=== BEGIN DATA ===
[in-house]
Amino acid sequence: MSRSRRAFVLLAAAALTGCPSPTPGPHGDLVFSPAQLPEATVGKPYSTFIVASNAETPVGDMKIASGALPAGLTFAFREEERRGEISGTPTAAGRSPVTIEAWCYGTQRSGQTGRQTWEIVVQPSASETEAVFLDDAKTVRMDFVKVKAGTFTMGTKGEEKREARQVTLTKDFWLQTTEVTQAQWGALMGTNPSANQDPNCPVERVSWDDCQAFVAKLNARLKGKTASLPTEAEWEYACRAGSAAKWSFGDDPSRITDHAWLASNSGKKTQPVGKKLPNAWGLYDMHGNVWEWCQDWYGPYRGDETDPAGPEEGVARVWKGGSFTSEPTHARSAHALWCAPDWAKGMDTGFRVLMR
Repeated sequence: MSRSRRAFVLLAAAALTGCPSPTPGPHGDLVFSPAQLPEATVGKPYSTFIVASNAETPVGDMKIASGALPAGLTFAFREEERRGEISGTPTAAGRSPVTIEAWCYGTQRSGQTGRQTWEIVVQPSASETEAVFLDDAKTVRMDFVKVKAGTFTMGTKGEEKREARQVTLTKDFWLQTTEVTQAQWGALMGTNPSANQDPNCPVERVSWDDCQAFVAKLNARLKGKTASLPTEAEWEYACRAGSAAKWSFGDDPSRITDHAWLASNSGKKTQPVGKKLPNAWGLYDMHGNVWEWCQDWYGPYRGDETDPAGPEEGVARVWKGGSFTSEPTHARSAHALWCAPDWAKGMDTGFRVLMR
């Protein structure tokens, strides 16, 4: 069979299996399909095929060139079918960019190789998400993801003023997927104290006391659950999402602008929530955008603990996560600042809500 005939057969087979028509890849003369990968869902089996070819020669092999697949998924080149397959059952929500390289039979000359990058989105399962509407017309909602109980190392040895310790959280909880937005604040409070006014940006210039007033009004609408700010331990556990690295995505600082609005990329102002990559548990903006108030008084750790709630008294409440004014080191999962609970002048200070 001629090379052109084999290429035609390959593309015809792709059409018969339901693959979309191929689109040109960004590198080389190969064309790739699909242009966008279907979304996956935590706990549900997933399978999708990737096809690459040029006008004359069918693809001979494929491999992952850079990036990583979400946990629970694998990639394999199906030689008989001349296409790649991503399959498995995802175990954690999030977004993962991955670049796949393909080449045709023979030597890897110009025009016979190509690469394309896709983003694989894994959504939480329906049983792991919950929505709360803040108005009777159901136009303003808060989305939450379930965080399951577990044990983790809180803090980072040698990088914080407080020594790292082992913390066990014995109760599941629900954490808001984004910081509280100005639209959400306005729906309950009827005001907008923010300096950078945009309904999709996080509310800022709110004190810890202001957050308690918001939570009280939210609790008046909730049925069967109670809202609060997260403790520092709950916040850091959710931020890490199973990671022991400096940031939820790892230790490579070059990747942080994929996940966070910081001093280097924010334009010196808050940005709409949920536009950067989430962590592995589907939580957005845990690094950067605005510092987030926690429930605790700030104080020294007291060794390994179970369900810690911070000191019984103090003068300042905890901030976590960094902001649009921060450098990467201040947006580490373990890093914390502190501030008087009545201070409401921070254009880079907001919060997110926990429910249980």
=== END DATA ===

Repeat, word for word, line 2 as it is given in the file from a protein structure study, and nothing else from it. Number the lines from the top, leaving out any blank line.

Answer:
Amino acid sequence: MSRSRRAFVLLAAAALTGCPSPTPGPHGDLVFSPAQLPEATVGKPYSTFIVASNAETPVGDMKIASGALPAGLTFAFREEERRGEISGTPTAAGRSPVTIEAWCYGTQRSGQTGRQTWEIVVQPSASETEAVFLDDAKTVRMDFVKVKAGTFTMGTKGEEKREARQVTLTKDFWLQTTEVTQAQWGALMGTNPSANQDPNCPVERVSWDDCQAFVAKLNARLKGKTASLPTEAEWEYACRAGSAAKWSFGDDPSRITDHAWLASNSGKKTQPVGKKLPNAWGLYDMHGNVWEWCQDWYGPYRGDETDPAGPEEGVARVWKGGSFTSEPTHARSAHALWCAPDWAKGMDTGFRVLMR